PIERRE-AUGUSTE RENOIR (1841-1919)
PIERRE-AUGUSTE RENOIR (1841-1919)
PIERRE-AUGUSTE RENOIR (1841-1919)
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PROPERTY OF THE FAMILY OF PETER GOODMAN
PIERRE-AUGUSTE RENOIR (1841-1919)

Jeune femme assise jouant de la guitare

Details
PIERRE-AUGUSTE RENOIR (1841-1919)
Jeune femme assise jouant de la guitare
signed 'Renoir.' (lower left)
oil on canvas
14 5⁄8 x 12 1⁄4 in. (37.2 x 31.1 cm.)
Painted in 1898-1900
Provenance
Galerie Durand-Ruel et Cie., Paris (acquired from the artist, July 1919).
Durand-Ruel Galleries, New York (acquired from the above, 1921).
Justin K. Thannhauser, New York (acquired from the above, January 1944).
Acquired from the above by the family of the late owners, February 1944.
Exhibited
Hagerstown, Maryland, Washington County Museum of Fine Arts, Fifth Anniversary Exhibition, October-November 1936, p. 6, no. 16 (dated 1909).
Post lot text
This work will be included in the forthcoming Pierre-Auguste Renoir digital catalogue raisonné, currently being prepared under the sponsorship of the Wildenstein Plattner Institute, Inc.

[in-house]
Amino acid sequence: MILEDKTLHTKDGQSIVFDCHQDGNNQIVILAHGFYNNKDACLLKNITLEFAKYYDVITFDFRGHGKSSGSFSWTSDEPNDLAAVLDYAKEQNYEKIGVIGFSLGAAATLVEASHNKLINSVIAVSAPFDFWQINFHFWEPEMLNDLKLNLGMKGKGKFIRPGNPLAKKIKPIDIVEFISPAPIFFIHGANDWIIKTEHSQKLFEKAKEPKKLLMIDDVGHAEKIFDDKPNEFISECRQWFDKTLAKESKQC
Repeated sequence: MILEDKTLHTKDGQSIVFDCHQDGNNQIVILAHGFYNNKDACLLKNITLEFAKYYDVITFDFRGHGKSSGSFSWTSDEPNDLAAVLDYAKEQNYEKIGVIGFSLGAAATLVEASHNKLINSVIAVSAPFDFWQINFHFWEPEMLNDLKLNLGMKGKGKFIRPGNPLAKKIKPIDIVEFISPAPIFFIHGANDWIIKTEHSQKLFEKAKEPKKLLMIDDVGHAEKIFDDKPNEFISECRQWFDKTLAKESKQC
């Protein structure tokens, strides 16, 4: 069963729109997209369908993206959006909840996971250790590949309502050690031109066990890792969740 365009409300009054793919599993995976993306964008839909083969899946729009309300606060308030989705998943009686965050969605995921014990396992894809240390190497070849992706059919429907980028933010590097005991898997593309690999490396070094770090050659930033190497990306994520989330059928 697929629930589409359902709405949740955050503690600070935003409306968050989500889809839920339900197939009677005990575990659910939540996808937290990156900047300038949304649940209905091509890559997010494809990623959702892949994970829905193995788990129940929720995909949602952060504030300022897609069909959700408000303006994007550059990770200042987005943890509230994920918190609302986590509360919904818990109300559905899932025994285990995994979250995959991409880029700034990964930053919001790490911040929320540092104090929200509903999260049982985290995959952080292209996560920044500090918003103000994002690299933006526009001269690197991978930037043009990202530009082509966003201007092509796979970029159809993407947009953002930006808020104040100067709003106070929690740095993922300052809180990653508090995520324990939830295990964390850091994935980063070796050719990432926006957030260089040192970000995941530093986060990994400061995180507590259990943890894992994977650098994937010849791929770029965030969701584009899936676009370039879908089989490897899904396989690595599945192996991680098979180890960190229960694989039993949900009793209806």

This work will be included in the second supplement to the Catalogue raisonné des tableaux, pastels, dessins et aquarelles de Renoir being prepared by Guy-Patrice and Floriane Dauberville.

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Lot Essay

Jeune femme assise jouant de la guitare belongs to a group of works that Renoir painted of women and men playing the guitar. Renoir's appreciation for "La Belle Otéro," a dancer at the Folies-Bergère who was celebrated at the time as the embodiment of Spanish seduction, is thought to have inspired these works. Although the model in the present work lacks the overtly Spanish costume seen in Jeune espagnole avec une guitare, 1898 (National Gallery, Washington, D.C.), her outfit still gives the impression of a costume piece. This dramatic clothing contrasts the modest, informal modern dresses that the painter used in his numerous scenes from this period of young bourgeois women talking, reading and sitting together.
The theme of a figure playing a musical instrument also manifests Renoir's interest in the tradition of French painting, with precedents including Le Guitariste, 1755-1760 (Musée des Beaux-Arts, Nantes) by Jean-Baptiste Greuze, and Le chanteur espagnol, 1860 (The Metropolitan Museum of Art, New York) by Edouard Manet. Camille Corot's figure subjects were particularly influential on Renoir at this time, and the elder painter's numerous images of women with instruments share the sense of reverie in the present work.

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